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PLoS One. 2011 Jan 26;6(1):e16376. doi: 10.1371/journal.pone.0016376.

Visceral adipose inflammation in obesity is associated with critical alterations in tregulatory cell numbers.

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Davis Heart and Lung Research Institute, The Ohio State University, Columbus, Ohio, United States of America.



The development of insulin resistance (IR) in mouse models of obesity and type 2 diabetes mellitus (DM) is characterized by progressive accumulation of inflammatory macrophages and subpopulations of T cells in the visceral adipose. Regulatory T cells (Tregs) may play a critical role in modulating tissue inflammation via their interactions with both adaptive and innate immune mechanisms. We hypothesized that an imbalance in Tregs is a critical determinant of adipose inflammation and investigated the role of Tregs in IR/obesity through coordinated studies in mice and humans.


Foxp3-green fluorescent protein (GFP) "knock-in" mice were randomized to a high-fat diet intervention for a duration of 12 weeks to induce DIO/IR. Morbidly obese humans without overt type 2 DM (n = 13) and lean controls (n = 7) were recruited prospectively for assessment of visceral adipose inflammation. DIO resulted in increased CD3(+)CD4(+), and CD3(+)CD8(+) cells in visceral adipose with a striking decrease in visceral adipose Tregs. Treg numbers in visceral adipose inversely correlated with CD11b(+)CD11c(+) adipose tissue macrophages (ATMs). Splenic Treg numbers were increased with up-regulation of homing receptors CXCR3 and CCR7 and marker of activation CD44. In-vitro differentiation assays showed an inhibition of Treg differentiation in response to conditioned media from inflammatory macrophages. Human visceral adipose in morbid obesity was characterized by an increase in CD11c(+) ATMs and a decrease in foxp3 expression.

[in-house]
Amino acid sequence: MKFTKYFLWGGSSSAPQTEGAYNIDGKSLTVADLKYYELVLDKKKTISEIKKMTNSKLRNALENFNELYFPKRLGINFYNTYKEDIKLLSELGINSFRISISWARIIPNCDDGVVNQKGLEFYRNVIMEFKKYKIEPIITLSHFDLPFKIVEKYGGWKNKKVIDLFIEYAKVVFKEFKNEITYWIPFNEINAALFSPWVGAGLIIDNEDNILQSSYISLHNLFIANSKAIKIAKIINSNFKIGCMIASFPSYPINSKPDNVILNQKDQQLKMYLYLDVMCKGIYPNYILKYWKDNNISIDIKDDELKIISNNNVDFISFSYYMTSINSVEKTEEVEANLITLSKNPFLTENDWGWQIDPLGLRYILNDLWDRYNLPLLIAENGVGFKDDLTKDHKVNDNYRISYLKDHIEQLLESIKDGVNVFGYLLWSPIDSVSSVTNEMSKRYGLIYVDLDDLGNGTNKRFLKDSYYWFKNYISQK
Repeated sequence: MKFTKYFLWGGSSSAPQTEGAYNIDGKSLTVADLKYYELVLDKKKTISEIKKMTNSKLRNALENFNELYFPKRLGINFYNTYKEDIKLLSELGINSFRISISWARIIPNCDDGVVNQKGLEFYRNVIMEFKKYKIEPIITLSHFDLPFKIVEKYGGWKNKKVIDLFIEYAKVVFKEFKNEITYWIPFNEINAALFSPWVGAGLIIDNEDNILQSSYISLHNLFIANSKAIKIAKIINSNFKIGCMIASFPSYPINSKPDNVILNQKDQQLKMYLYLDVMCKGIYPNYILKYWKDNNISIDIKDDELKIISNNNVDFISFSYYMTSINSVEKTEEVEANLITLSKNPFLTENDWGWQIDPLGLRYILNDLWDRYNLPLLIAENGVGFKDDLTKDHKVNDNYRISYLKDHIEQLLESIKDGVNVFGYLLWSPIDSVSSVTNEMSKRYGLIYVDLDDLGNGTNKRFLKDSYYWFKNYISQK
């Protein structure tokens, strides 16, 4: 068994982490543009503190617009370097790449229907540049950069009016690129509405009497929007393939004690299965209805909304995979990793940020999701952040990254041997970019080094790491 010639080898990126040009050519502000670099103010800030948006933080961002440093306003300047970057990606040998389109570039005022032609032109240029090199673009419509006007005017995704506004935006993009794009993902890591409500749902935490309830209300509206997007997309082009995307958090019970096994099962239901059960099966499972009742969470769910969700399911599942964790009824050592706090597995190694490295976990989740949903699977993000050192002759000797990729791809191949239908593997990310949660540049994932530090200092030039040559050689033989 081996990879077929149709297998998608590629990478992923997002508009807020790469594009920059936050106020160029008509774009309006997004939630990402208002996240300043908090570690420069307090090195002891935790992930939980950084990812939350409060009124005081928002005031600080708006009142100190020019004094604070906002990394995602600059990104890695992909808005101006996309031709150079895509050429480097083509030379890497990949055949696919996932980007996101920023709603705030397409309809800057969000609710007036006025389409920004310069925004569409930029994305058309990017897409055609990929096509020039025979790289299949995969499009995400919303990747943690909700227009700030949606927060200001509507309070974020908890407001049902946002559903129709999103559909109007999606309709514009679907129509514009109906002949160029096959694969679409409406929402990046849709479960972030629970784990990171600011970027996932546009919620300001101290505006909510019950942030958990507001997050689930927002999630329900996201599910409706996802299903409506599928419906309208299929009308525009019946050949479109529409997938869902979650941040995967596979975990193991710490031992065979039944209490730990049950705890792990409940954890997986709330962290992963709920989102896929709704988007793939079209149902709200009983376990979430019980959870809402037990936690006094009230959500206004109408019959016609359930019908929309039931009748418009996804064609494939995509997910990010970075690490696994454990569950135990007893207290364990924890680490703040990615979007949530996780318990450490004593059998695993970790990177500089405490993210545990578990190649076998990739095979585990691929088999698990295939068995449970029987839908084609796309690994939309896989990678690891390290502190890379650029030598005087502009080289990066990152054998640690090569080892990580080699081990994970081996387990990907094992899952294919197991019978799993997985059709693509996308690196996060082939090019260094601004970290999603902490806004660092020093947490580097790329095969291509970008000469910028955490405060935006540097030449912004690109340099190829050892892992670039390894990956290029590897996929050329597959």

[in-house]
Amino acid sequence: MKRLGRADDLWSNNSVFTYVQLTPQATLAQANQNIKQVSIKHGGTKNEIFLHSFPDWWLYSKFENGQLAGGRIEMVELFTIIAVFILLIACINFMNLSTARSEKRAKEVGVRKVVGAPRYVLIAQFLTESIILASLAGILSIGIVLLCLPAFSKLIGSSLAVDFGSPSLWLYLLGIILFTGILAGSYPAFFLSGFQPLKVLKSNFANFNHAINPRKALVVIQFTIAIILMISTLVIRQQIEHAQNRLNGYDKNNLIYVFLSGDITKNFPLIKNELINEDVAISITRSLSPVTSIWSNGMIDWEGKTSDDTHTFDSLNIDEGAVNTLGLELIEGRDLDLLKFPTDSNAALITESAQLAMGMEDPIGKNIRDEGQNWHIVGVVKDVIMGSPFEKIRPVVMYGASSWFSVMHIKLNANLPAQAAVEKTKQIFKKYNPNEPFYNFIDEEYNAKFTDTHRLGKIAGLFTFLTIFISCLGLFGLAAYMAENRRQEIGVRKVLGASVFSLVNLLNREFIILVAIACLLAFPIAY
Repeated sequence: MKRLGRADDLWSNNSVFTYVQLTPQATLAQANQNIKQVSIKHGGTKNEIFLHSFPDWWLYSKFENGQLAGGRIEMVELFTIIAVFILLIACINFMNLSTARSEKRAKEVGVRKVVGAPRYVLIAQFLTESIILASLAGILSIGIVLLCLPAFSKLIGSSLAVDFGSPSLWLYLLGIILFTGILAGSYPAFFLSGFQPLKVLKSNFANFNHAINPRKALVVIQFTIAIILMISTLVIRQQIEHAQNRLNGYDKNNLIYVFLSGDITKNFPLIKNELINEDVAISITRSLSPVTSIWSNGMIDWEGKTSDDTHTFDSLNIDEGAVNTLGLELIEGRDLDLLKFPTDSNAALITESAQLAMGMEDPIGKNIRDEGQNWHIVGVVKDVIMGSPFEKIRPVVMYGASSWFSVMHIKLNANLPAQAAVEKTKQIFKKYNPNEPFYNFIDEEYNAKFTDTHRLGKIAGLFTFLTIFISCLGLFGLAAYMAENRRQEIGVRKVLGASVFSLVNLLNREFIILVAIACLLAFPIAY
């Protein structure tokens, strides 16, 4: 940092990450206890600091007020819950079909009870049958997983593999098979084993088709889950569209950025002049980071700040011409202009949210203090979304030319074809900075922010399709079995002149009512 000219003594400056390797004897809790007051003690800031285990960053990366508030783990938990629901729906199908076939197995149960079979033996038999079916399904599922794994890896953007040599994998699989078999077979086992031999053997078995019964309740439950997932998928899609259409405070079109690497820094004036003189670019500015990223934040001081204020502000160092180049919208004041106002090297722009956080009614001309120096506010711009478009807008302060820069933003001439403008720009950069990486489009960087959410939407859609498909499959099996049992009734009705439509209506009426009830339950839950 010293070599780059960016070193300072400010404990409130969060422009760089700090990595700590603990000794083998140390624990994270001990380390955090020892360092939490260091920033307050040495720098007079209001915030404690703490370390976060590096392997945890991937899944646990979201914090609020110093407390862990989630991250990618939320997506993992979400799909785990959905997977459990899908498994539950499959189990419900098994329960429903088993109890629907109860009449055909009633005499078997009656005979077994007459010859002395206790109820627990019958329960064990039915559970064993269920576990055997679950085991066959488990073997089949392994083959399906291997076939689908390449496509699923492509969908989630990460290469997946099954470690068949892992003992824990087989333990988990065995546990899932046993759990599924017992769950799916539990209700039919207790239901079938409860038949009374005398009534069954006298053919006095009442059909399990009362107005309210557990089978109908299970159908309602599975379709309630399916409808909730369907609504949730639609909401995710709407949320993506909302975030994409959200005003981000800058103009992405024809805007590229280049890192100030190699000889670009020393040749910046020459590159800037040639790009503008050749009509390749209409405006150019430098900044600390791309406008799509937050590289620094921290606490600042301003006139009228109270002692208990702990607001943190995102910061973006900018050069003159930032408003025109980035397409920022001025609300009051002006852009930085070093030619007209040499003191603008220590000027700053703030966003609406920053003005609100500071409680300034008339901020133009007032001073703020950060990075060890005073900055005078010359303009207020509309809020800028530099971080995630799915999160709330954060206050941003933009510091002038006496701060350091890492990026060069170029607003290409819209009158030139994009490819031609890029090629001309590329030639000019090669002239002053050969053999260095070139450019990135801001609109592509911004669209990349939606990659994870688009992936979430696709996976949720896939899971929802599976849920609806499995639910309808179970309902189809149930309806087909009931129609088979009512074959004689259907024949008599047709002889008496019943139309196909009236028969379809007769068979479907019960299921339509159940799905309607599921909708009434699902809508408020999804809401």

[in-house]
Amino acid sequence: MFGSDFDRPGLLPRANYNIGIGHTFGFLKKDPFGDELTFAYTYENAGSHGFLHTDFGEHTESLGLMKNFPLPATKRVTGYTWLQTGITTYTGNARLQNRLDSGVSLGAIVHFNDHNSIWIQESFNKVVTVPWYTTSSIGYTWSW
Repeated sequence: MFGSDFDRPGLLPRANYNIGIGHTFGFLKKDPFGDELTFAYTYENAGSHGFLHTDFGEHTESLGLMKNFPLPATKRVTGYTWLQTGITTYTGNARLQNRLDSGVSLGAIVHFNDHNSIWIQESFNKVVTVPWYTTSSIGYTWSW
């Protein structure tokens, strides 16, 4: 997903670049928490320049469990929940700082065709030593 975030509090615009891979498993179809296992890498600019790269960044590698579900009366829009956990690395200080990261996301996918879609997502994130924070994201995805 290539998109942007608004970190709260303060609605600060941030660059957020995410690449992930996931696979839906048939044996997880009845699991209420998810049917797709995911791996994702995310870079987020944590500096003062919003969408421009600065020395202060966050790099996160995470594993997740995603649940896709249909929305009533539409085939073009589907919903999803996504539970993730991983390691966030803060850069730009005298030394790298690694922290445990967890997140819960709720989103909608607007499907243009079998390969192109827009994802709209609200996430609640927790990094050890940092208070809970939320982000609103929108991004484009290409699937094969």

Our experiments indicate that obesity in mice and humans results in adipose Treg depletion. These changes appear to occur via reduced local differentiation rather than impaired homing. Our findings implicate a role for Tregs as determinants of adipose inflammation.

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